"Our game is so much quicker and faster than the NFL game," Dutton said. "Even [for] me, knowing the game, you have to throw the ball on time or you're not going to complete balls and that's how it is in our league. In Madden, you can roll around, drop back 50 yards, and huck it deep and have a chance. Here, you're going to have to hit and throw it--because guys are going to hit the wall, or you're going to throw it out of bounds."
And that's a pretty fair representation of how things work in the game as well. You simply don't have a lot of time in the pocket to make sustained reads and, as a result, find yourself rarely checking your third read. On the other hand, the passing controls seem very tight--leading receivers is very easy. In Arena Football, you have the option to take control of the receiver directly and run either the prescribed route, or make up one of your own on the fly. There do seem to be some limitations, however. Your QB can be confused if you run a route full of stops and switchbacks; he will often toss the ball to the completely wrong spot. So, it's best to keep your routes as simple as possible. In fact, on average, we had more success simply running the route as designed and trying to make a play once we had the ball in our hands. Still, playing the receiver certainly mixes things up and helps the gameplay feel fresh.
While Arena Football has always been about offense first, as Dutton told us, the teams have become increasingly clever when it comes to their defensive schemes. Blitzes, disguises, and zone-packages are all used with more frequency these days, and if it hasn't exactly kept scoring down, it has at least made the job of calling the right play at the right time more difficult for a quarterback (and a head coach for that matter).
And speaking of head coaches, former AFL player and current coach of the San Jose SaberCats, Darren Arbet agrees with Jay Gruden's (another AFL coach) assertion that the teams pretty much use the same playbooks on the field. "The difference is just the terminology," Arbet said. "Everybody's playbook is similar, terminology is just different. There's only so many things you can do [on the field], so we all just do it."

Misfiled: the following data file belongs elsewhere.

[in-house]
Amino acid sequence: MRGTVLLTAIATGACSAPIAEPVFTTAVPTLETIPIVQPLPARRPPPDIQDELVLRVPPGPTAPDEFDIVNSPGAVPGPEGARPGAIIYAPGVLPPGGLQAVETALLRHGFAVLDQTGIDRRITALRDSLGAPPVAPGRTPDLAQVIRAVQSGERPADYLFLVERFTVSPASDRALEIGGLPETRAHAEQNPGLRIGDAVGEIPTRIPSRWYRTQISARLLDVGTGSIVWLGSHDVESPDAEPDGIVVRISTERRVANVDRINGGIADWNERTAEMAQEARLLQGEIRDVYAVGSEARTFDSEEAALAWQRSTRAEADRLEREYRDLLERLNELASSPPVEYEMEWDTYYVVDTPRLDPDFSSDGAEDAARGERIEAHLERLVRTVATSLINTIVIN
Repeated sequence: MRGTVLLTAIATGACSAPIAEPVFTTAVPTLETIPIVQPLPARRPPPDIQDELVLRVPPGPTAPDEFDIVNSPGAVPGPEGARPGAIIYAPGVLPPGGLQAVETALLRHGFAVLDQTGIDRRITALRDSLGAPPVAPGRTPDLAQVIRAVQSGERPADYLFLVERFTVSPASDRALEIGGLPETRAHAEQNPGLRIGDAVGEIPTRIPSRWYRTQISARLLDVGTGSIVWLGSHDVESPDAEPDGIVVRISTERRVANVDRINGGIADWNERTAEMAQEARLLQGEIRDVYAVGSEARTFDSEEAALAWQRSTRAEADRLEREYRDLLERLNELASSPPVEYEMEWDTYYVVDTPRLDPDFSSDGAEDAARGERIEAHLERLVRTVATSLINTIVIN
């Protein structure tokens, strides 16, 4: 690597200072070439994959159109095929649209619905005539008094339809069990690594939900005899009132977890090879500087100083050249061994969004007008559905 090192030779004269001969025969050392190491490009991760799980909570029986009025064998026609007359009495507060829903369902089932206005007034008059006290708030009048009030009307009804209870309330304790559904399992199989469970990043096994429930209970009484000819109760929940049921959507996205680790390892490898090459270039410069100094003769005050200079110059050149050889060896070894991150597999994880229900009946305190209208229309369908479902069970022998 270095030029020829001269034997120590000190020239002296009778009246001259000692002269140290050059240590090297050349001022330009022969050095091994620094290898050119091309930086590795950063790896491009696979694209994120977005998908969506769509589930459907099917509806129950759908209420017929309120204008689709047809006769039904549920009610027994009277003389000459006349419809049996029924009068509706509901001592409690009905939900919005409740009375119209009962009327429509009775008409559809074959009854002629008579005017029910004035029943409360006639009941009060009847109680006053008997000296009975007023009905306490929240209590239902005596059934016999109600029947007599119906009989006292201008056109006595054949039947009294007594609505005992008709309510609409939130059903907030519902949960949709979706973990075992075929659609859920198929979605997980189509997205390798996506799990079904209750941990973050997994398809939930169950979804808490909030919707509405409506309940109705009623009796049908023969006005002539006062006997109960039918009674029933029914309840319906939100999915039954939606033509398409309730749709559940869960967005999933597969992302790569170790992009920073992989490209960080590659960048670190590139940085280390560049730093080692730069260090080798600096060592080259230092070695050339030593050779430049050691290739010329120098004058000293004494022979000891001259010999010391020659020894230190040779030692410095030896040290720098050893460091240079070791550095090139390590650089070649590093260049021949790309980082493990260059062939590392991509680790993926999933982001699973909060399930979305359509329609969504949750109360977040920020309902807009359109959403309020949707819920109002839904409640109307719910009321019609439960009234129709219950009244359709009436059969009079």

While on offense, pass plays are your primary playbook weapons (and many are noted with the term "yo-yo" to indicate the wide receiver in motion) and run plays are best used for short-yardage situations. On defense, both zone- and man-coverage packages are available in the game, as well as a variety of Mac LB blitz schemes. If you're unsure of which call to make in a particular situation, you can always use the handy "ask coach" option to have a play suggested for you, as well.
If you're looking to re-create a classic AFL team (who could forget the beloved Chicago Politicians?), or simply get your creative juices flowing by making up an entirely new AFL team, Arena Football's create-a-team option is there to toy around with. As you might expect, it plays quite similarly to team-creation tools found in other EA Sports football games. Once you've got your team name and uniform colors worked out, you can choose to fill out your team with players that have a number of different skill levels--from cream puffs all the way up to iron men. You can also hold a fantasy draft and stock your roster with existing AFL players.
Arena Football is due for release in February of next year, just a few weeks after the kickoff of the 2006 AFL schedule. If the final product turns out to be as fun, hard-hitting, and as fast-paced as the real thing, EA will have a winner on its hands. We'll keep you updated on the game's progress over the coming weeks, and we'll have a full review once it hits store shelves.